K-State breaks school 3-point record

By Kelly McHugh

The secret’s out. Kansas State is going to chuck 3-pointers all season. It was just a week ago the Wildcats set a school record by attempting 44 behind the arc.

But what happened Wednesday night still came as a surprise to Oklahoma State head coach Jim Littell.

The Wildcats (12-7, 3-4) made a school-record 16 3-pointers on 41 tries and shocked the 12th-ranked Cowgirls 76-70 in overtime at Bramlage Coliseum.

Six of the seven active roster players made 3-pointers for the Wildcats, who won their second straight game. Five had at least two 3-pointers.

“It was a who’s who on 3,” Littell said after the game. “They put on an unbelievable shooting performance from a lot of different people. They made big shot after big shot.”

But what exactly went wrong for the Cowgirls? What brought one of the biggest and most athletic Big 12 teams to its knees? After all, the Wildcats are a young team that now has only seven players due to injuries and nobody at least 6-foot tall.

“We were going to guard them man-to-man, and to guard them you’ve got to contain the dribble drive,” Littell said. “Everything they do is to spread the floor, put the ball on the floor, dribble drive, make two play one, kick it to the shooter.

“We didn’t stop the dribble drive and that’s what led to so many of the 3s.”

Everyone got in on the action too. Mariah White, who often passes up open 3s, didn’t on Wednesday. The senior point guard was 3 for 4 from behind the arc with 11 points, four rebounds, five assists and seven steals.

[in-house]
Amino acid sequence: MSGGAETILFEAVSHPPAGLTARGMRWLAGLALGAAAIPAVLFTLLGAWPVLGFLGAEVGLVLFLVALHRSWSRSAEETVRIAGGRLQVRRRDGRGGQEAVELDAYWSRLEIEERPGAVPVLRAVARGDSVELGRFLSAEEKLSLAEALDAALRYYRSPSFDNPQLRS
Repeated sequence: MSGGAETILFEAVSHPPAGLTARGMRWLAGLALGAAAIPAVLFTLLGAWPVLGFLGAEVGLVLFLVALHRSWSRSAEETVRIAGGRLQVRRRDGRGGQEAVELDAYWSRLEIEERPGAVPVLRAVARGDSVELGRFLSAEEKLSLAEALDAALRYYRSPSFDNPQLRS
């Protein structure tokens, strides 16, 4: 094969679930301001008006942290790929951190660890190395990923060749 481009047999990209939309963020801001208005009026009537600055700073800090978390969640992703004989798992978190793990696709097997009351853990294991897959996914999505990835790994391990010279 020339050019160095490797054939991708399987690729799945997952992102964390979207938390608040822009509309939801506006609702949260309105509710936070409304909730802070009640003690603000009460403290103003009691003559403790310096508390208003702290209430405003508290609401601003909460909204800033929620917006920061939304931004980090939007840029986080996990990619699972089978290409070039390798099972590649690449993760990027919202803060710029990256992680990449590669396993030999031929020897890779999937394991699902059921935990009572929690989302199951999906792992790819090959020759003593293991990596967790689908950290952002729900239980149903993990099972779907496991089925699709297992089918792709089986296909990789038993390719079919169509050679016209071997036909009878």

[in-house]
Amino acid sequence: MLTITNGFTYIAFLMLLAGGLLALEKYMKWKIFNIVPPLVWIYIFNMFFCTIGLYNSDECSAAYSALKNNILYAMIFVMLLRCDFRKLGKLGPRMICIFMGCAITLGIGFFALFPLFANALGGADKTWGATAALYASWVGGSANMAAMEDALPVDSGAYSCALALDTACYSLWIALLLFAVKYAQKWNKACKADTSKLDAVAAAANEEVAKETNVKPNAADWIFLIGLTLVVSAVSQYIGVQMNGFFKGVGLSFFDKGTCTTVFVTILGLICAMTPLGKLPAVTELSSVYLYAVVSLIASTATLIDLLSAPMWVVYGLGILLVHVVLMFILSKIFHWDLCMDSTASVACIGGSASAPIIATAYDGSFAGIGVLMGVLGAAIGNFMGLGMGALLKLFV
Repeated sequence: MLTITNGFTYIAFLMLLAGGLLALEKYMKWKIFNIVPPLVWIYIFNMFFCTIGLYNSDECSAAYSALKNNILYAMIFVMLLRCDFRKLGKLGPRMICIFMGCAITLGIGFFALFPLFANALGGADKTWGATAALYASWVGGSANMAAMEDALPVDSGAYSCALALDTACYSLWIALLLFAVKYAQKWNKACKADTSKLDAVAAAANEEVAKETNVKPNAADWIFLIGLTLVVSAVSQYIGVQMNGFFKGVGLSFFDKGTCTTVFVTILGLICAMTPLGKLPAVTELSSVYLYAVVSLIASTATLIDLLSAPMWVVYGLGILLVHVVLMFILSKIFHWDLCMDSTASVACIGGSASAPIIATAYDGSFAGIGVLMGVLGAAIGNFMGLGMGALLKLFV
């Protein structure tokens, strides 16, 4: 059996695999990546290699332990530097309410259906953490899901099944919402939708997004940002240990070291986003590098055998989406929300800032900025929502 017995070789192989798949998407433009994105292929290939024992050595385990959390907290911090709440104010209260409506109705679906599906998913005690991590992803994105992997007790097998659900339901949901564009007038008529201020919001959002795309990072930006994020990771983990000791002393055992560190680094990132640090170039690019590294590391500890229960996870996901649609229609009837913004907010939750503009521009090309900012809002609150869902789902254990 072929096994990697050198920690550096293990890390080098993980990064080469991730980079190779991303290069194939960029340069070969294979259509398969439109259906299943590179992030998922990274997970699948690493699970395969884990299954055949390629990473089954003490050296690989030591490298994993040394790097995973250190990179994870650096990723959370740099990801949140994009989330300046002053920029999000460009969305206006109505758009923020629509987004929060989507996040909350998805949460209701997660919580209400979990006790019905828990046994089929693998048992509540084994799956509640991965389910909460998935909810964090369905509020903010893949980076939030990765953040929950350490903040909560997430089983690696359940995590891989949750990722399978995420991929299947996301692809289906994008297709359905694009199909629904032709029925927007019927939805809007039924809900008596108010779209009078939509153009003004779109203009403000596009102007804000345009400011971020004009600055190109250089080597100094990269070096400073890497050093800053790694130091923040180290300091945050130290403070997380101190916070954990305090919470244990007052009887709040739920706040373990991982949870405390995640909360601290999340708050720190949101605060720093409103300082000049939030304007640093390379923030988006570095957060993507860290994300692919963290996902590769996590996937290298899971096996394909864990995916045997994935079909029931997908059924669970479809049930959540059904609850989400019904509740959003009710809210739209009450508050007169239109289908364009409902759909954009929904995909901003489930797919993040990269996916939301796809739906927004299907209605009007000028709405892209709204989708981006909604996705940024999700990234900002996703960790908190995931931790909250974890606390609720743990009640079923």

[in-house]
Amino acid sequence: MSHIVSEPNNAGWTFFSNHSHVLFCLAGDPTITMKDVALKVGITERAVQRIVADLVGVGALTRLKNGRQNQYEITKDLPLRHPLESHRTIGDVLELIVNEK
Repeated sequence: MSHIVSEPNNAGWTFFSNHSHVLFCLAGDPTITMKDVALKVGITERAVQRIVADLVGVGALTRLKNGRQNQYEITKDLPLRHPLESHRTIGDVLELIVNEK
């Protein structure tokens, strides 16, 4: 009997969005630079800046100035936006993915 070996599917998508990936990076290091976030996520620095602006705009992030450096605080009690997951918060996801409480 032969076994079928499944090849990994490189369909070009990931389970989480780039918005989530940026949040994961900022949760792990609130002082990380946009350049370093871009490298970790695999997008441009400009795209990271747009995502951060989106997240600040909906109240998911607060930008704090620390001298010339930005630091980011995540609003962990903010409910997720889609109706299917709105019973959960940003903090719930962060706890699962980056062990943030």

Heidi Brown also made the Cowgirls pay. The former walk-on drained two 3-pointers and finished with 10 points off the bench.

Littell said the attack made for a completely different gameplan. K-State is like no other team Oklahoma State (14-3, 3-3) has faced this season.

“It’s unique, but it’s hard to guard,” Littell said about the Wildcats’ small lineup. “It’s really hard to guard when you play a conventional lineup with a point and two wings and two post players.

“You’re looking up and you’re guarding a little guard. You haven’t done that all year, it’s a change, it’s hard to guard, especially when they’re shooting as well as they are.”

Her team’s ability to score came as no surprise to K-State head coach Deb Patterson, though.

“That’s a reflection of ball movement and people staying aggressive and looking to get the shot opportunities relative to who we are,” Patterson said.

“Tonight just feels rewarding because you saw young people play to their strengths and not relent no matter what was hitting us.”

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